5. Find out which customers will help you achieve those numbers, an internal quantitative assessment. Hopefully the company will have done an analysis of which customers have the highest propensity to renew, upsell, cross sell and have the money (budget) and intention to invest in your product and company.

Forget the numbers

Because we are too often obsessed with measurement. It can dumb you down and make you myopic (great observations in an interview with renowned management thinker and professor Henry Mintzberg).

6. Understand your customers, their business, wants and desires – do your own customer qualification work not just what was done internally under point 5. This is an external qualitative assessment.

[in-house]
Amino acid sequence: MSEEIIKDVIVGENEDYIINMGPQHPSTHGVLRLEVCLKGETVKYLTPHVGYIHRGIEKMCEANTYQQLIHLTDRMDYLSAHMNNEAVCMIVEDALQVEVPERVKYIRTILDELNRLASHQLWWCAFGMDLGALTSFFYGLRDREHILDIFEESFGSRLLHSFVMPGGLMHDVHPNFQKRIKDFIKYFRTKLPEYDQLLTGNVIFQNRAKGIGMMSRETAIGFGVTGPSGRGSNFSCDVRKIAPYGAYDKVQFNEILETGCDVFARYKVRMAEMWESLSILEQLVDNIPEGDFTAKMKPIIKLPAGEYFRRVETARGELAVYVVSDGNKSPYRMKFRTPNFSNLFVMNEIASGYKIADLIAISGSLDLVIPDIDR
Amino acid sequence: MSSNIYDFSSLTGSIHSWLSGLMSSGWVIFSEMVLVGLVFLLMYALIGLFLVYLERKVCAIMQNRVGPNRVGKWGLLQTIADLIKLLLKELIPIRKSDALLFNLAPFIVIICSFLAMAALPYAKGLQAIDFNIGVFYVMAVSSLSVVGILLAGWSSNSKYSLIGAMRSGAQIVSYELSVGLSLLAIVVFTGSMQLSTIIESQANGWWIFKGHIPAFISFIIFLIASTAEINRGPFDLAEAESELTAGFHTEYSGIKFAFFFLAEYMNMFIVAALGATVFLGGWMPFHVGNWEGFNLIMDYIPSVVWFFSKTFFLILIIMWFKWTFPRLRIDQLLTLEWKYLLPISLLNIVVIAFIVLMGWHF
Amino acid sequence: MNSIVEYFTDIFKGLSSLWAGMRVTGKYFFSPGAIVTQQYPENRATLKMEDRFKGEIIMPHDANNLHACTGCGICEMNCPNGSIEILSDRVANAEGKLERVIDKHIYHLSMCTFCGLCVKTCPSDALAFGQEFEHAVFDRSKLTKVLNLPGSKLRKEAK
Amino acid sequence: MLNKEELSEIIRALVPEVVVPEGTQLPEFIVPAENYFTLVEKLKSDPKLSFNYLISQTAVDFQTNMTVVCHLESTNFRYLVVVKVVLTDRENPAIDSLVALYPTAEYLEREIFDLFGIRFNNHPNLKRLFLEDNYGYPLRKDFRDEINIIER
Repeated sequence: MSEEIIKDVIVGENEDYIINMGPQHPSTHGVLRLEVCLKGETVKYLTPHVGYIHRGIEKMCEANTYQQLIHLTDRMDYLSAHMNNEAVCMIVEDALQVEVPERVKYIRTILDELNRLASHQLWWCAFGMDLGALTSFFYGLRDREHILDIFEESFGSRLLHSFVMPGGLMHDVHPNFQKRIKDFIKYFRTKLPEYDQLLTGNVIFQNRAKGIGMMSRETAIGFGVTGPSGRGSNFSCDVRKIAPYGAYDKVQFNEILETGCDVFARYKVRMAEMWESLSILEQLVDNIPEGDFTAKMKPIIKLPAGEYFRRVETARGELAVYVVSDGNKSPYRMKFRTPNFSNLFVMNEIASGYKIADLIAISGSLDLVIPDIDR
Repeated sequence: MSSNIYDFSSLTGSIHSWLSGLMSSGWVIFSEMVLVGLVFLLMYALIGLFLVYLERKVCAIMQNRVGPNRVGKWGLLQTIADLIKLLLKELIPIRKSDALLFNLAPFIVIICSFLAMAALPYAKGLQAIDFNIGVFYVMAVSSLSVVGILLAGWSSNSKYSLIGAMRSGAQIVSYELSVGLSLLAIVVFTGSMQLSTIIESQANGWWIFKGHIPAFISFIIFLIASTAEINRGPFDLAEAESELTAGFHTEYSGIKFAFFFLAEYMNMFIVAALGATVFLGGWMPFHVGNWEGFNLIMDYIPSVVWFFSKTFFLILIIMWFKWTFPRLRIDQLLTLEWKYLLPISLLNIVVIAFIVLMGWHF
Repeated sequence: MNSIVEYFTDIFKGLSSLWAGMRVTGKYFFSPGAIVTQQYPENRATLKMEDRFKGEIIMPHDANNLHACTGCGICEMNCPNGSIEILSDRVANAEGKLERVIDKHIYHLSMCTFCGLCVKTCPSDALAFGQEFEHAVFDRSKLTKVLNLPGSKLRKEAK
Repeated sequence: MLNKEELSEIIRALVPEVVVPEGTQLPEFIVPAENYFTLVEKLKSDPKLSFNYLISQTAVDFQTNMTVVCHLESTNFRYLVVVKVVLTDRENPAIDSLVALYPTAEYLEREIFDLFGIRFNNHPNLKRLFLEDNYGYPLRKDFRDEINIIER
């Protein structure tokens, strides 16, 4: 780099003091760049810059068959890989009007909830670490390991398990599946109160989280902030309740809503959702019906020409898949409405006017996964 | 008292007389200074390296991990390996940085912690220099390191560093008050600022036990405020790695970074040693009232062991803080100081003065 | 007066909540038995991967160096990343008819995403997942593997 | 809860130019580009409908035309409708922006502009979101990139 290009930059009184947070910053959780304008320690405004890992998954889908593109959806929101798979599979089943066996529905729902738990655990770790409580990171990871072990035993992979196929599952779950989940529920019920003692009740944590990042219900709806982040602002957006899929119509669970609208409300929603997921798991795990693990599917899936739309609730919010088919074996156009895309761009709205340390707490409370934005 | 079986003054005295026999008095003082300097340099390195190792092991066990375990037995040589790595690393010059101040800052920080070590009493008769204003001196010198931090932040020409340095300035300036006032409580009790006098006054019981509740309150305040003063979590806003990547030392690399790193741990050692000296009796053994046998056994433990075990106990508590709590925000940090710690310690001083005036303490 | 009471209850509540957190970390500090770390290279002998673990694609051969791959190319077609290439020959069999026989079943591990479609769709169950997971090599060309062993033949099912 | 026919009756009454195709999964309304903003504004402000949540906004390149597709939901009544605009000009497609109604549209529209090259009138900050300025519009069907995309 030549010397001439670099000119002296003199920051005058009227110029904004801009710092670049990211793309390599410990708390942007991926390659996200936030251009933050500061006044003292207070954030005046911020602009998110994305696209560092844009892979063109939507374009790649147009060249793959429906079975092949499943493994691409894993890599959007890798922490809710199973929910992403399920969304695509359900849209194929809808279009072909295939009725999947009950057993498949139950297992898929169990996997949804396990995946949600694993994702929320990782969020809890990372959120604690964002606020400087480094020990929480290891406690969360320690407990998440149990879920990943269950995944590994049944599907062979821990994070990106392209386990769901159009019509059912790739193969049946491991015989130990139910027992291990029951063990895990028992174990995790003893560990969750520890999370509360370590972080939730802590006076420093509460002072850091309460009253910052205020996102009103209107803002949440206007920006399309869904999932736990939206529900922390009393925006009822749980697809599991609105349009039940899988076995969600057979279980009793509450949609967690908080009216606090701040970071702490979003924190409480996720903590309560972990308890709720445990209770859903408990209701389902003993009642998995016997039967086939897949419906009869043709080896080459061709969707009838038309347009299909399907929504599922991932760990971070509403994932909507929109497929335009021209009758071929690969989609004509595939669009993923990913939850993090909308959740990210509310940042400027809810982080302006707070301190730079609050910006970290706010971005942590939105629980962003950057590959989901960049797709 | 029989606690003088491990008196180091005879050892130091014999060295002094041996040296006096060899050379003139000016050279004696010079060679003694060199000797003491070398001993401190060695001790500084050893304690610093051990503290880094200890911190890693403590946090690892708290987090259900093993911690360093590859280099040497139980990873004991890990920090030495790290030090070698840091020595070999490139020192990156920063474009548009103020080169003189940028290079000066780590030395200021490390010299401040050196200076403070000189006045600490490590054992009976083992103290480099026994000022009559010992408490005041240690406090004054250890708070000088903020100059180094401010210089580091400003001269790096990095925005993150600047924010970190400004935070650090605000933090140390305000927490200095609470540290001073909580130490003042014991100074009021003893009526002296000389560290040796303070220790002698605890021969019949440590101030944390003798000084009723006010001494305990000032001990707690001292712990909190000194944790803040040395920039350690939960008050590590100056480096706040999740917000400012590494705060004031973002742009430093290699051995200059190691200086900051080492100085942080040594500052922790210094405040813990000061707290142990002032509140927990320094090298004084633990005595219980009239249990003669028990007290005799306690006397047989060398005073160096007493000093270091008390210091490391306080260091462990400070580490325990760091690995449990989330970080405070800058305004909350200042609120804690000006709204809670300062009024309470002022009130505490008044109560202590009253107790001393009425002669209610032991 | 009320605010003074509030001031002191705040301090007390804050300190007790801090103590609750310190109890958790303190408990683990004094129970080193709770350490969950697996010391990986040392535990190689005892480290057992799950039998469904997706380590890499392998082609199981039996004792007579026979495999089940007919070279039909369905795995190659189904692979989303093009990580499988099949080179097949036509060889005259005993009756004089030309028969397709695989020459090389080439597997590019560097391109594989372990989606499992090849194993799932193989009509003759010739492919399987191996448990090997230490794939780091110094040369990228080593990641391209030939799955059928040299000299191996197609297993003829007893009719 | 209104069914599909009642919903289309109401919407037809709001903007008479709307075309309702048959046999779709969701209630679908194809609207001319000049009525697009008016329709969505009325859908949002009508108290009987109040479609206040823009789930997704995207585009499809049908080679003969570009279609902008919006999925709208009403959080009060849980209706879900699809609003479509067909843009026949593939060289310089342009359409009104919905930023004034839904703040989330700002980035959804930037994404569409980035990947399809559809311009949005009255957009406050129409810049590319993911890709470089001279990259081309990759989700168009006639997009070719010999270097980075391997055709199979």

7. Prioritise customers based on intent to use your product – nothing to do with numbers. Its a feel for how engaged they are and how well bought in they are to your product and company. For this you should also look internally, at your culture and how well it aligns with the customer’s.

8. Identify the key stakeholders. These are the decision makers, the champions or advocates (for your product and company). If you don’t find any, you will either have to decide to develop them because the numbers justify it or deprioritise this customer. Also look at how open your organisation and the customers are to open collaboration and transparency – if connection and knowledge is hoarded, this is not a good sign.

9. Identify the business outcomes they are trying to achieve; okay numbers may come into this but think about what problems they are trying to solve and needs they are trying to meet and how your organisation and product/service can support these. Think innovatively and use something like the Jobs to be Done lens.